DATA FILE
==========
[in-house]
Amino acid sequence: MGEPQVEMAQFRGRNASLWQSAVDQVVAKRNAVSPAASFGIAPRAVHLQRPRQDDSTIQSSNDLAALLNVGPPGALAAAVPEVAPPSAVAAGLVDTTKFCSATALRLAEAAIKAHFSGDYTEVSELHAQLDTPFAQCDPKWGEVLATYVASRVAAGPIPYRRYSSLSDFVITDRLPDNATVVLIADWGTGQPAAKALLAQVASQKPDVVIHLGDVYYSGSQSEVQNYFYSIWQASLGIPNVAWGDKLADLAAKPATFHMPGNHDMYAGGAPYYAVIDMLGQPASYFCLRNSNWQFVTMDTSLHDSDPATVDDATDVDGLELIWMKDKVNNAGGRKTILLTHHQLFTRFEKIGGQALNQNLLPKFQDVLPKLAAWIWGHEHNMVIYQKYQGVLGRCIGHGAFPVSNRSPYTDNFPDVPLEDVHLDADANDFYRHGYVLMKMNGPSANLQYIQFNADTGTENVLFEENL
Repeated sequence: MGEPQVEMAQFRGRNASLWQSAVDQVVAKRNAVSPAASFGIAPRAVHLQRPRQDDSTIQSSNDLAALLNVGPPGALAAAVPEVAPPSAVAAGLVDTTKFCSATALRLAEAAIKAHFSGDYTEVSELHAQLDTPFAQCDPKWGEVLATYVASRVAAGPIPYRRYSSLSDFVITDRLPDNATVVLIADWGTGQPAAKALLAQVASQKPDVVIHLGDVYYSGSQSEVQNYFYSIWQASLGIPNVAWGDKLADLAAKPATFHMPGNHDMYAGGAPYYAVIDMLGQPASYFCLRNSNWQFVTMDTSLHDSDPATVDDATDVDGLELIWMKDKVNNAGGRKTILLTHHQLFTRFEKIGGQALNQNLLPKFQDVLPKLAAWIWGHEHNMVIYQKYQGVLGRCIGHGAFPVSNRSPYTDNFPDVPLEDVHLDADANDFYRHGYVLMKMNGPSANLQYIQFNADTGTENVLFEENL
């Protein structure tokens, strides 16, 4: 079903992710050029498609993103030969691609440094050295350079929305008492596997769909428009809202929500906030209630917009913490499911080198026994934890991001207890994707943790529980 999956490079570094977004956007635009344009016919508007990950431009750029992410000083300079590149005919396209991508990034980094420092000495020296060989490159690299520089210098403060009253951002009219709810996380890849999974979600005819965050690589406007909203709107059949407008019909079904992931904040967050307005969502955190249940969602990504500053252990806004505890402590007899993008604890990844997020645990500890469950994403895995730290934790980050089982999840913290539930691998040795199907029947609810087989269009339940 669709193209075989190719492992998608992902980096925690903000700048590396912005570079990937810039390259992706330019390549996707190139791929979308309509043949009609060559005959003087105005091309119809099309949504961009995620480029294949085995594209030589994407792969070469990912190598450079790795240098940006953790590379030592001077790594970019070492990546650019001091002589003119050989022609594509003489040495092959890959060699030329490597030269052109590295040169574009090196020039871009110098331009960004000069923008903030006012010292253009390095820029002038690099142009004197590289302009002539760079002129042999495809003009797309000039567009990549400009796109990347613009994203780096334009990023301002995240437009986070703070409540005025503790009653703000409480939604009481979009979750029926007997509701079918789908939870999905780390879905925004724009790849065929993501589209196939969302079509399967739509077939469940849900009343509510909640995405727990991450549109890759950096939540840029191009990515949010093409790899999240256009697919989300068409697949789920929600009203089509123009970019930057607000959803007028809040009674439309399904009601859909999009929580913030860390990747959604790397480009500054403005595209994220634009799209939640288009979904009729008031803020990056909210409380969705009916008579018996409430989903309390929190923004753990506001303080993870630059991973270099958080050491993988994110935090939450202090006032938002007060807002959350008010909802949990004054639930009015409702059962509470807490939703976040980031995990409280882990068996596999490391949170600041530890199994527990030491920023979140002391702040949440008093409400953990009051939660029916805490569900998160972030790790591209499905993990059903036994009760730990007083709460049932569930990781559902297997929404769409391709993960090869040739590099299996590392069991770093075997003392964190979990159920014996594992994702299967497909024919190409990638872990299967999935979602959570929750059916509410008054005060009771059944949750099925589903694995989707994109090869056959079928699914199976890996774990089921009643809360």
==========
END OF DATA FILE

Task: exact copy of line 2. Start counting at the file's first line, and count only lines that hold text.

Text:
Amino acid sequence: MGEPQVEMAQFRGRNASLWQSAVDQVVAKRNAVSPAASFGIAPRAVHLQRPRQDDSTIQSSNDLAALLNVGPPGALAAAVPEVAPPSAVAAGLVDTTKFCSATALRLAEAAIKAHFSGDYTEVSELHAQLDTPFAQCDPKWGEVLATYVASRVAAGPIPYRRYSSLSDFVITDRLPDNATVVLIADWGTGQPAAKALLAQVASQKPDVVIHLGDVYYSGSQSEVQNYFYSIWQASLGIPNVAWGDKLADLAAKPATFHMPGNHDMYAGGAPYYAVIDMLGQPASYFCLRNSNWQFVTMDTSLHDSDPATVDDATDVDGLELIWMKDKVNNAGGRKTILLTHHQLFTRFEKIGGQALNQNLLPKFQDVLPKLAAWIWGHEHNMVIYQKYQGVLGRCIGHGAFPVSNRSPYTDNFPDVPLEDVHLDADANDFYRHGYVLMKMNGPSANLQYIQFNADTGTENVLFEENL